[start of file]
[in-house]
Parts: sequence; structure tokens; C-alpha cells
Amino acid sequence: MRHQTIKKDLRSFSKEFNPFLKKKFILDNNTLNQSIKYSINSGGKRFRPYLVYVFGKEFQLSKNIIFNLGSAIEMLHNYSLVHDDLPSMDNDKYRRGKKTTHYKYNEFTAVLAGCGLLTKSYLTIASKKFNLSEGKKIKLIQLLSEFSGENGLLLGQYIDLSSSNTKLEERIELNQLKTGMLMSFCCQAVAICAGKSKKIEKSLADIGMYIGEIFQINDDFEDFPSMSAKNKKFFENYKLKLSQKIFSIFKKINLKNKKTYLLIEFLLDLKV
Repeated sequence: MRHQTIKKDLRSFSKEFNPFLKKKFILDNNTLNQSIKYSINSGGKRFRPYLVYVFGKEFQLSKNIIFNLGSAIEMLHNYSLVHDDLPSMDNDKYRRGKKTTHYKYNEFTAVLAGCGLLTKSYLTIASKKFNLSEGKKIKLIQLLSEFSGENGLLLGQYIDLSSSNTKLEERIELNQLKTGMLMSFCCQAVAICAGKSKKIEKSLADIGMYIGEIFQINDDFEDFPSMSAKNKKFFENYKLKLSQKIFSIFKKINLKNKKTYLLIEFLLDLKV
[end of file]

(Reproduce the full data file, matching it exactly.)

[in-house]
Parts: sequence; structure tokens; C-alpha cells
Amino acid sequence: MRHQTIKKDLRSFSKEFNPFLKKKFILDNNTLNQSIKYSINSGGKRFRPYLVYVFGKEFQLSKNIIFNLGSAIEMLHNYSLVHDDLPSMDNDKYRRGKKTTHYKYNEFTAVLAGCGLLTKSYLTIASKKFNLSEGKKIKLIQLLSEFSGENGLLLGQYIDLSSSNTKLEERIELNQLKTGMLMSFCCQAVAICAGKSKKIEKSLADIGMYIGEIFQINDDFEDFPSMSAKNKKFFENYKLKLSQKIFSIFKKINLKNKKTYLLIEFLLDLKV
Repeated sequence: MRHQTIKKDLRSFSKEFNPFLKKKFILDNNTLNQSIKYSINSGGKRFRPYLVYVFGKEFQLSKNIIFNLGSAIEMLHNYSLVHDDLPSMDNDKYRRGKKTTHYKYNEFTAVLAGCGLLTKSYLTIASKKFNLSEGKKIKLIQLLSEFSGENGLLLGQYIDLSSSNTKLEERIELNQLKTGMLMSFCCQAVAICAGKSKKIEKSLADIGMYIGEIFQINDDFEDFPSMSAKNKKFFENYKLKLSQKIFSIFKKINLKNKKTYLLIEFLLDLKV